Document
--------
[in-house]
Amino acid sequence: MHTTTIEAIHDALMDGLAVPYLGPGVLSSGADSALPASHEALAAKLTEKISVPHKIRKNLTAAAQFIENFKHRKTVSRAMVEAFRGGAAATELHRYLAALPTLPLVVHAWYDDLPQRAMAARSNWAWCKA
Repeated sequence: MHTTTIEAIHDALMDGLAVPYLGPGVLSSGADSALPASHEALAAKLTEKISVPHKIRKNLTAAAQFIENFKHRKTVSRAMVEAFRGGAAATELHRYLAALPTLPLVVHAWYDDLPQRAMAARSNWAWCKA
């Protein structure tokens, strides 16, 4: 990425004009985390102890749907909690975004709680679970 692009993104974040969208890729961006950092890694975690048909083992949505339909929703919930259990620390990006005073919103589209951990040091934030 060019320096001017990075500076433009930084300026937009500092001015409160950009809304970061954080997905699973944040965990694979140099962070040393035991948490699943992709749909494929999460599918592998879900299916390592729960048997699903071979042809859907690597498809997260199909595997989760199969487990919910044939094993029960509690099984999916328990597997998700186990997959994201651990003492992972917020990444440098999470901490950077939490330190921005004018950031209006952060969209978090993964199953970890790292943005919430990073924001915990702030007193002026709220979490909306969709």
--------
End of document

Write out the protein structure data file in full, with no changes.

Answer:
[in-house]
Amino acid sequence: MHTTTIEAIHDALMDGLAVPYLGPGVLSSGADSALPASHEALAAKLTEKISVPHKIRKNLTAAAQFIENFKHRKTVSRAMVEAFRGGAAATELHRYLAALPTLPLVVHAWYDDLPQRAMAARSNWAWCKA
Repeated sequence: MHTTTIEAIHDALMDGLAVPYLGPGVLSSGADSALPASHEALAAKLTEKISVPHKIRKNLTAAAQFIENFKHRKTVSRAMVEAFRGGAAATELHRYLAALPTLPLVVHAWYDDLPQRAMAARSNWAWCKA
């Protein structure tokens, strides 16, 4: 990425004009985390102890749907909690975004709680679970 692009993104974040969208890729961006950092890694975690048909083992949505339909929703919930259990620390990006005073919103589209951990040091934030 060019320096001017990075500076433009930084300026937009500092001015409160950009809304970061954080997905699973944040965990694979140099962070040393035991948490699943992709749909494929999460599918592998879900299916390592729960048997699903071979042809859907690597498809997260199909595997989760199969487990919910044939094993029960509690099984999916328990597997998700186990997959994201651990003492992972917020990444440098999470901490950077939490330190921005004018950031209006952060969209978090993964199953970890790292943005919430990073924001915990702030007193002026709220979490909306969709």